"Evidence based medicine" is the newest shiny object on the mantle of the medical/insurance industry's never ending lobbying effort to eventually kill all medical malpractice lawsuits in this country. The premise: if doctors follow recognized guidelines or protocols in treating a patient, they should be immune from a lawsuit if the patient suffers medical harm.

Like other tort reform buzzwords such as "defensive medicine," it passes the "bumper sticker worthy" test, meaning it is overly simplistic and can be repeated over and over for maximum effect with an unsuspecting public and friendly lawmakers. But just how does "evidence based medicine immunity" square with the poor guy who had cancer surgery to remove his prostate when it turned out he didn't have cancer after all because his biopsy results got switched with another patient's?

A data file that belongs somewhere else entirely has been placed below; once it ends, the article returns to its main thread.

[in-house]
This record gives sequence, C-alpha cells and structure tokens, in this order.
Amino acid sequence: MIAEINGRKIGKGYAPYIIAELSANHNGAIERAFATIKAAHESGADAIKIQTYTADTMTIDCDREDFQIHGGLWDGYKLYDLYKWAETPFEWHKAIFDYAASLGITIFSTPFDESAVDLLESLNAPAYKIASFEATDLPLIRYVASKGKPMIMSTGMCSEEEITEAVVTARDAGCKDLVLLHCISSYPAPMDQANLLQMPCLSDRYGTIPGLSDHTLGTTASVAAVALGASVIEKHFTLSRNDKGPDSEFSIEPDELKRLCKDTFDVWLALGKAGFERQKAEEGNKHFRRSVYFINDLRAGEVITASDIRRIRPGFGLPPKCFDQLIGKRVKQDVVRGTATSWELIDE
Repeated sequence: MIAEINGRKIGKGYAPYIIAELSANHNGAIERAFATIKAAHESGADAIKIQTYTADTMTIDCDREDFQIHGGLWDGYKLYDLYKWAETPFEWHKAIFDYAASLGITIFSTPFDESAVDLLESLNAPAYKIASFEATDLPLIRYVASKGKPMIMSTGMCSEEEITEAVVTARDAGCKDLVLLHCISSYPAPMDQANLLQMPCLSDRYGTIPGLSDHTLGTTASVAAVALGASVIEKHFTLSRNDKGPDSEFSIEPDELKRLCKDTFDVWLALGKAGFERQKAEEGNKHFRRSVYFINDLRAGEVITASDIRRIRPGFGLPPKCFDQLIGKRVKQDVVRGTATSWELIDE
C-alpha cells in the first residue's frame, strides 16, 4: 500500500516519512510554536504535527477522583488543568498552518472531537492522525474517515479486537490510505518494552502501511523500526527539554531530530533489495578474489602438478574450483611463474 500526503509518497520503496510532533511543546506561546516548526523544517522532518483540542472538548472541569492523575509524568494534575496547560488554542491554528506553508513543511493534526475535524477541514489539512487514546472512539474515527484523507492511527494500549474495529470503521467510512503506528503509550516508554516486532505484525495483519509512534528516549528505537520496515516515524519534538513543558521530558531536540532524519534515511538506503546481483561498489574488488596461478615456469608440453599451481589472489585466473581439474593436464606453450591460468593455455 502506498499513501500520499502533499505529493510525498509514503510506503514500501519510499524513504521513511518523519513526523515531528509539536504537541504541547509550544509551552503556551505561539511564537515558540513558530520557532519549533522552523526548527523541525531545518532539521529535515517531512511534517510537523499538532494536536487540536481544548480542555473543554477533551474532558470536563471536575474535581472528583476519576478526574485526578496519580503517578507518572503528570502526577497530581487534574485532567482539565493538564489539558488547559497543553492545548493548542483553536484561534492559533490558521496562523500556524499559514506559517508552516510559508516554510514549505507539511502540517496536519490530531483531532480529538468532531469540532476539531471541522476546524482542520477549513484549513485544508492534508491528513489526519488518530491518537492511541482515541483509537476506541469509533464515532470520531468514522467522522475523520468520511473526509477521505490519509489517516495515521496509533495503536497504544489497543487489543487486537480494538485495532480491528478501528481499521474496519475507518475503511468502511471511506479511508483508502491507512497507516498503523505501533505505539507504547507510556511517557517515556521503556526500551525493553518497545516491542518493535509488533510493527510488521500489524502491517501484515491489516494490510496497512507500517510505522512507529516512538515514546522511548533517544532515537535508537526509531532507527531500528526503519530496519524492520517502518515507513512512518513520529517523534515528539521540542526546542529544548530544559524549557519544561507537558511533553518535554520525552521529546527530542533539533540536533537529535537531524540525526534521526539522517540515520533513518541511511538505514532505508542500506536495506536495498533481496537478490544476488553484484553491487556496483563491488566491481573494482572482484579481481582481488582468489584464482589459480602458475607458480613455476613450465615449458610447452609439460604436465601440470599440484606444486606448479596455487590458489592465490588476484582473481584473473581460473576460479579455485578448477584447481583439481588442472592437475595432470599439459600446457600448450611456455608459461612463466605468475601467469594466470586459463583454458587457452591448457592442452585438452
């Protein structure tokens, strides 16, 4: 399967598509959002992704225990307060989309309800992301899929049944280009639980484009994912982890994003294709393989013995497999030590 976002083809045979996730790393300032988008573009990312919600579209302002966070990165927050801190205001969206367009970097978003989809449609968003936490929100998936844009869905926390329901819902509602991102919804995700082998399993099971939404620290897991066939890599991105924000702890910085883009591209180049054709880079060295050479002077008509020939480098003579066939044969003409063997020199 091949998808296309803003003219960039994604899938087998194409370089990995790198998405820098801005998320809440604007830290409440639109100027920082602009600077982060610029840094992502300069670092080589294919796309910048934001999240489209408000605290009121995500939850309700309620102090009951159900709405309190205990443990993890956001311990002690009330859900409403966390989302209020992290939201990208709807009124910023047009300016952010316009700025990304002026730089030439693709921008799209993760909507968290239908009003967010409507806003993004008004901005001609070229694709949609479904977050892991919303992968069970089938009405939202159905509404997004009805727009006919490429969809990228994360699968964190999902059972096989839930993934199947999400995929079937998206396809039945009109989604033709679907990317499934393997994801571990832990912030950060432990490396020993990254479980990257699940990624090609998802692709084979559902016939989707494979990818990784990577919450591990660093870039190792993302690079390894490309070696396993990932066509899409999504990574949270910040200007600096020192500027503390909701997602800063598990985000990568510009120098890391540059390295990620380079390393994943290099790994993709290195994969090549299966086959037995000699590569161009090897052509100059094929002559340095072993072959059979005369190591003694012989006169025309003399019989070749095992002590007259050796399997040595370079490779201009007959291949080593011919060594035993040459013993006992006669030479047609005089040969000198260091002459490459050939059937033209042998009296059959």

This case was so secretive that the patient's name, the clinic, the lab, the doctors, and even the venue (the location where the malpractice and lawsuit took place) were confidential. But here's what happened to poor "George" as we'll call him.

After having a biopsy at a clinic to confirm or rule out prostate cancer, George's sample was sent to a pathology lab. Here's what happened after that:

The lab then determined the patient had prostate cancer and the patient underwent a robotic prostatectomy. But a sample taken from him after surgery showed he had no cancer at all. It was discovered that the original tissue sample had been switched with that of another patient who thought he was cancer-free. Exactly how the switch took place, however, was never cleared up.